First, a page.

An ant that lives in the intense heat of the Saharan desert has evolved to become the fastest of its kind ever recorded.
If there was ever to be an Olympics running event for ants, the Saharan silver ant (Cataglyphis bombycina) would easily win gold. Writing in the Journal of Experimental Biology, researchers from the University of Ulm in Germany clocked the ant with a running speed of 855mm per second, thanks to legs that can swing at speeds of up to 1,300mm per second.
“Even among desert ants, the silver ants are special,” said researcher Harald Wolf. Such speed is necessary for survival as its home in the blistering sun of the Saharan desert means staying too long in direct sunlight would lead to a quick death.
Its main source of food comes from scavenging corpses that have fallen victim to the intense heat, but little was known about how they can travel so fast across the sand. To determine this, the researchers eventually discovered a nest, connected an aluminium channel to the entrance and placed a feeder at the end to lure the ants out.
Once lured out with mealworms – a favourite food of the ant, according to the researchers – they would scurry back and forth in the channel, which had a camera mounted to it to track their speeds. A nest was also excavated and returned to Germany to record how they move at cooler temperatures.
A biological marvel
At speeds of 855mm per second, the ant strides an incredible 108 times its own body length per second at the hottest part of the day. However, this speed falls considerably at lower temperatures to just 57mm per second.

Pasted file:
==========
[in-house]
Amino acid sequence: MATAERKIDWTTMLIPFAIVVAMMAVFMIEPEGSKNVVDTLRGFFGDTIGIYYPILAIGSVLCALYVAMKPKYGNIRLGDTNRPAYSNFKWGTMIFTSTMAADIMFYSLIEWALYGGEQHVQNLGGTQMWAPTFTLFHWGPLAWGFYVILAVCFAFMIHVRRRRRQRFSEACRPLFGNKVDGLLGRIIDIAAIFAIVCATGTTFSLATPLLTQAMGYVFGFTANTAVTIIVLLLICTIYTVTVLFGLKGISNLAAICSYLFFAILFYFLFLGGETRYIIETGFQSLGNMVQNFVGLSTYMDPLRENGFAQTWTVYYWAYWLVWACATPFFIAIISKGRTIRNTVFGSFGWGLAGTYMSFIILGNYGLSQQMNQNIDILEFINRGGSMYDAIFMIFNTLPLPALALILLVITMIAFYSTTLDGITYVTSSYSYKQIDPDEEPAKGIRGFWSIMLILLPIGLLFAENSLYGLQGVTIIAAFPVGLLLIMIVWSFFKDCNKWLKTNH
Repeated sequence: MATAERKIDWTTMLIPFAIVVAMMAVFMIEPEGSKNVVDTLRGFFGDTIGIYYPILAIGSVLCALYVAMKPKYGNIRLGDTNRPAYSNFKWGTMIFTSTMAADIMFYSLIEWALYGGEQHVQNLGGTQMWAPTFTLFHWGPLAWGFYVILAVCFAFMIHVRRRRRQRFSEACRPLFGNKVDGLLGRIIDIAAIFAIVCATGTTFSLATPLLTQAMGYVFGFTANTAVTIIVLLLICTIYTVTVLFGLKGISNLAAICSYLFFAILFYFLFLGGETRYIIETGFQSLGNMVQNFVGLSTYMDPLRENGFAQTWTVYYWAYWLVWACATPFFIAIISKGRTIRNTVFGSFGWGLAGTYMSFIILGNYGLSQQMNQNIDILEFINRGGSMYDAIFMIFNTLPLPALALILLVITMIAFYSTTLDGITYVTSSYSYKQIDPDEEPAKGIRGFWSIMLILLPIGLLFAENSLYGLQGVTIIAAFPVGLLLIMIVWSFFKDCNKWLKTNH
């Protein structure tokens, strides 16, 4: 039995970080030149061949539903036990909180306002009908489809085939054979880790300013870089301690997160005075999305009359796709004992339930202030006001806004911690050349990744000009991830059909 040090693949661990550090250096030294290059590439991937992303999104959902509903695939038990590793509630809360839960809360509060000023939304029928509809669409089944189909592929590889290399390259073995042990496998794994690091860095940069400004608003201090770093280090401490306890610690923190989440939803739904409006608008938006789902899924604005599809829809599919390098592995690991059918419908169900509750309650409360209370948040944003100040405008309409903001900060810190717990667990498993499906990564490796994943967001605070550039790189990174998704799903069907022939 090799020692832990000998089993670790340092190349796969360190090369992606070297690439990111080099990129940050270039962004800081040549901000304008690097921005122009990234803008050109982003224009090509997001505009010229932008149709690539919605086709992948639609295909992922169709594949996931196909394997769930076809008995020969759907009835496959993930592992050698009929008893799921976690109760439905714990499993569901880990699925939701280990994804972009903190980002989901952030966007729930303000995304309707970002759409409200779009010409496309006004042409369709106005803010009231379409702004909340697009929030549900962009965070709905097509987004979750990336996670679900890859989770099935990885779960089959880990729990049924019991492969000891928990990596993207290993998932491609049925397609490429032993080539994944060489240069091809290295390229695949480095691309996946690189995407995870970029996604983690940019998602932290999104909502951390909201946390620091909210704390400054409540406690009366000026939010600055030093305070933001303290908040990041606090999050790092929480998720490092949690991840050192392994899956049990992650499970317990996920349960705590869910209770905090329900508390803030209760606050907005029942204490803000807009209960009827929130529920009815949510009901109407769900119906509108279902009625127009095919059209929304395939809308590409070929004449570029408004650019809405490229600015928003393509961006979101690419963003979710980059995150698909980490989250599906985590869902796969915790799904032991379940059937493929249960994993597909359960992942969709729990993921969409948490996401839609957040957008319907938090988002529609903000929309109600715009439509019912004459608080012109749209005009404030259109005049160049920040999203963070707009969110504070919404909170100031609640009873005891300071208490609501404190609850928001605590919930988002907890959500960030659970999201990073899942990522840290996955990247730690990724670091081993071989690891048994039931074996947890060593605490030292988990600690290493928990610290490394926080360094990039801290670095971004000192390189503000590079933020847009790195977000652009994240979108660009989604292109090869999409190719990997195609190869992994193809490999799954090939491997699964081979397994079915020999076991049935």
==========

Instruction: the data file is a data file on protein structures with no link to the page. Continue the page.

One of the few ants that comes close to the speed of the Saharan silver ant is the larger Cataglyphis fortis, which can hit speeds of 620mm per second. The new record holder’s speed now brings it closer to the top of the list of world record-breaking creatures, alongside Australian tiger beetles (which can run 171 body lengths per second) and California coastal mites (377 body lengths per second).
What makes the Saharan silver ant even more remarkable is that it can hit such speeds despite its limbs being 20pc smaller than its larger, leggier cousins. To find out how this was possible, the researchers showed it could achieve 47 strides per second with stride lengths quadrupling from 4.7mm to 20.8mm as the ant shifted up through the gears.
Also, rather than running, the ants switched to a gallop with all six feet lifting off the ground at speeds above 300mm per second. The researchers suggested that these speeds in such a small creature might mean its muscles are pushed to their physiological limit.
“These features may be related to the sand dune habitat,” said Wolf, adding, “[they] could prevent the animal’s feet from sinking too deeply into the soft sand.”